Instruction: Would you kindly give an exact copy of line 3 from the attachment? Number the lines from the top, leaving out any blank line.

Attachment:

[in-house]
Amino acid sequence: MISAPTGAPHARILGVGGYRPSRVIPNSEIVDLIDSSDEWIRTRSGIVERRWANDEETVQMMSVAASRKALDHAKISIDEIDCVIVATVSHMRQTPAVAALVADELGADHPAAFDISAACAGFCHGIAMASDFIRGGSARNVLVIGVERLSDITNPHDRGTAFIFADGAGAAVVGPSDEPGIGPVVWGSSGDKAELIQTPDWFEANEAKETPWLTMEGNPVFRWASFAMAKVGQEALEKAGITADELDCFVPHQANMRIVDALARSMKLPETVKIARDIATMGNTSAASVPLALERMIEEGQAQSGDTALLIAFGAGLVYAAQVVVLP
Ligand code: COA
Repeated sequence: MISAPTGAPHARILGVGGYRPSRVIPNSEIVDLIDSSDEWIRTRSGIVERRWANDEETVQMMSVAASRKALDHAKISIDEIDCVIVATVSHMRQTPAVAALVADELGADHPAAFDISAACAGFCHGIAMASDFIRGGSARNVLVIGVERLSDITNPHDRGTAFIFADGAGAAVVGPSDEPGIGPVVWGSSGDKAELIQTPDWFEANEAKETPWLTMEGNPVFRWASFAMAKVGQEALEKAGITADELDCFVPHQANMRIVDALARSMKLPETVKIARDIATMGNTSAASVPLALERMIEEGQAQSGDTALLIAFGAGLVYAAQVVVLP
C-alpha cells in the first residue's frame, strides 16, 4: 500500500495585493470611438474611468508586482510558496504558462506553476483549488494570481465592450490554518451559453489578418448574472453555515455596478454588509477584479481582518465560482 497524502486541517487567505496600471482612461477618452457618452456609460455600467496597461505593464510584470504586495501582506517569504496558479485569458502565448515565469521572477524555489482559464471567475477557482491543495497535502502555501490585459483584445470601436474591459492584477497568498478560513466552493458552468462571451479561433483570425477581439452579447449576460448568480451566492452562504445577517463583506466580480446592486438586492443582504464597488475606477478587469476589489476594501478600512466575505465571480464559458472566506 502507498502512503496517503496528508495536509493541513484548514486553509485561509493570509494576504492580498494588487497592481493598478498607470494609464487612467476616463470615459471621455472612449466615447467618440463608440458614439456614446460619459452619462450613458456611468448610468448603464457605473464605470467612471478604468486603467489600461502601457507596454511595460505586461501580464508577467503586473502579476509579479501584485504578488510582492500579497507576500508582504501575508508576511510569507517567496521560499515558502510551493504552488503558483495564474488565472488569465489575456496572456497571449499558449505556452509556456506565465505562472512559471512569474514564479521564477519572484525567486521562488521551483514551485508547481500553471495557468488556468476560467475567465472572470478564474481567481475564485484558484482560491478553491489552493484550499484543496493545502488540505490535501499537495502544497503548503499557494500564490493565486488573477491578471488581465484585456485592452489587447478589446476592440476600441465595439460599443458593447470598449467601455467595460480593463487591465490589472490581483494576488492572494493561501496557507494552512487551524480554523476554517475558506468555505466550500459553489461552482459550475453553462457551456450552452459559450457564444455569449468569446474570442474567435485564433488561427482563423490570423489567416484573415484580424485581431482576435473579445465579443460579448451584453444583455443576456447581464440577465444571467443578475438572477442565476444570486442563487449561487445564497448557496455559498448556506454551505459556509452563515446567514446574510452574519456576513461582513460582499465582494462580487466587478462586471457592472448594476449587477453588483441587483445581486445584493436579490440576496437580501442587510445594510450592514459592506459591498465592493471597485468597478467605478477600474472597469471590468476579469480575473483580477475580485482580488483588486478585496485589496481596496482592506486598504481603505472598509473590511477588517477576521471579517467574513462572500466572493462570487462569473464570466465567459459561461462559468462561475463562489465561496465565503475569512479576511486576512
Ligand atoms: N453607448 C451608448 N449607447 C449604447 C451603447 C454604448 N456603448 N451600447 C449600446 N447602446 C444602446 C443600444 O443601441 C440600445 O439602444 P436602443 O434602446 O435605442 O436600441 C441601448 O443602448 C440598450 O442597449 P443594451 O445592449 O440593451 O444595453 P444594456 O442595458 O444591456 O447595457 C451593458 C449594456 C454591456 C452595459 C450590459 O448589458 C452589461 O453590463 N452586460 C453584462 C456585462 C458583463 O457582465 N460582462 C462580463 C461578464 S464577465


Ligand code: COA